Obesity, food and fasting
Obesity, food and fasting
Eating disorders solve significant problems. Yes, you read that right.
Nowadays obesity is deemed the problem and we quickly turn to the ‘causes’ of obesity. Sugar is a major culprit. Alcohol is a troublemaker. Grains dumb us down and cause brain disorders. And yes, all of that is true. Humanity is largely eating and drinking itself into many disorders and obesity is the obvious one, but not the only one.
But what is the root cause of food disorders (both obesity and anorexia)?
The finger points at psychodynamic issues… these are arising from adverse experiences, triggering (otherwise) latent body memory problems. These are usually serious adverse childhood issues.
For an obese person it could well be terrifying to return to a ‘normal’ body mass index (BMI) because that person will fear what happened way back, when he/ she was that ‘normal’ body mass and may have then encountered physical abuse, rape, verbal abuse, torture, isolation, bullying, rejection, separation, consequences of parental divorce, consequences of drug or alcohol abusive parenting, domestic violence, and so on. These fears are most often buried below our consciousness. There is a choice and that choice may well be that it is preferable to stay obese or anorexic rather than to return to a physical state that may attract the abusive circumstances again. Those originating circumstances could have been that terrifying. They don’t just fear the event being repeated – by remembering the actual event that happened back then, they also eat to numb that re-feeling.
It is rare to find someone born obese – humans become obese because they seek the layered protection of food from past abuse and from re-feeling the memory of the abuse.
Food is used for comfort. Food is used for protection. The abuse of food can be used to lock out the rest of society and to keep a protective distance from abusive people. There are unspoken benefits derived from poor food habits; secrets well kept, sometimes sub-consciously kept.
Sugar, processed foods, sugary drinks, alcohol, grains and dairy simply become conduits for protection. Non-serving foods are just pawns in the game of hide and seek played out by one’s inner knowing and one’s worst experiences.
It is never about food.
A fair question to pose: which is the bigger drug? Party drugs? Prescription drugs? Alcohol? Or food itself? Look around and the answer is obvious.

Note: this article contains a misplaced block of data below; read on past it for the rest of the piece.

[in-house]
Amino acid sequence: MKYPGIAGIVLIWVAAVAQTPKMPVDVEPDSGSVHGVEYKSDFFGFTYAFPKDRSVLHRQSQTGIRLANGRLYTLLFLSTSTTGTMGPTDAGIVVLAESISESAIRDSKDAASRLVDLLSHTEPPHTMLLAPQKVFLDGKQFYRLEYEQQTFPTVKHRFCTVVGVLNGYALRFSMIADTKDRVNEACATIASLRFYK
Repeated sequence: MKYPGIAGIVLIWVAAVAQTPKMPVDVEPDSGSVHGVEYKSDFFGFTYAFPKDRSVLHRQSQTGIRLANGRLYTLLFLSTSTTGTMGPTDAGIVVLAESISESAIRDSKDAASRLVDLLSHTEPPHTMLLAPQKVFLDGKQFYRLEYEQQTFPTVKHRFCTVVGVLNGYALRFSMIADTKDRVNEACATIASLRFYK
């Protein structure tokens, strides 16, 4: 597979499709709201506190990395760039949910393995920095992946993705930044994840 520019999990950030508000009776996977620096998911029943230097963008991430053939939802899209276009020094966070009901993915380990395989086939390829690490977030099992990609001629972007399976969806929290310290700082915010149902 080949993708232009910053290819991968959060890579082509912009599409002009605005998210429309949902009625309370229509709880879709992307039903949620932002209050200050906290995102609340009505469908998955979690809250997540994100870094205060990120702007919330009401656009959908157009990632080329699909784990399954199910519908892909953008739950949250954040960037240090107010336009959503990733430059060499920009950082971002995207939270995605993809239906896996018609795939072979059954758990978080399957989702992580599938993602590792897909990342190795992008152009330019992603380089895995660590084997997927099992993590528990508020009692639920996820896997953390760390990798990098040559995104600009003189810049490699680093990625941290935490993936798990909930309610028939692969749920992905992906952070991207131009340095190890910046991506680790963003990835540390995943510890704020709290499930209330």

It would be easy to address obesity issues by fasting, supported by some key nutritional supplements during the fasting process. The body will happily feed away on the body’s fat reserves until the normal BMI has been attained. Obese people can never be hungry. But unfortunately, there is a hurdle that blocks the path of fasting. It is called the psychoactive benefits of foods – those benefits that protect or prevent the individual from feeling his or her hurts. The psychoactive benefits of food lead to the compulsive use (or avoidance) of food.
Diets don’t work because they do not deal with the psychodynamic issues.
Often, the biggest losers of weight are the quickest to return to the obese state because, although the fasting may have worked, it lacked the foundation of having dealt with that person’s hurts from the memories of a painful past. No foundation. No ability to withstand the inner fears and needs for protection. The food ‘drug’ efficiently offers that protection, especially when those foods are concocted by a largely irresponsible food industry.
Indeed, it is important to learn about real food and that real food is medicine. It is important to know that the body is made for a ketogenic diet (low in carbohydrates and high in saturated fats). It is important to avoid the ubiquitous processed foods like dairy, packaged supermarket processed foods, sugar and grain based ‘foods’. If the obese person can address those often subconscious hurts that need excessive food for protection, he/ she will still need to understand nutrition. Whilst institutional science will support the ketogenic way, the absolute science is the all-knowing body. We always need to listen to our bodies, full stop.
So, for those with eating disorders, it is about removing the shields and exposing, then dealing with, the hurts. It is about psychodynamic treatment first (until the hurts are no more) and fasting (for obesity) second (with some transitionary supplements to support that process). Only then can it be about an understanding of what is real food and a ketogenic way of living.
As Serge Benhayon has said;
“We cannot have a great adult life if we hold within an unresolved inner child”
It all eventually comes back to the way we live or what we know as ‘The Livingness’.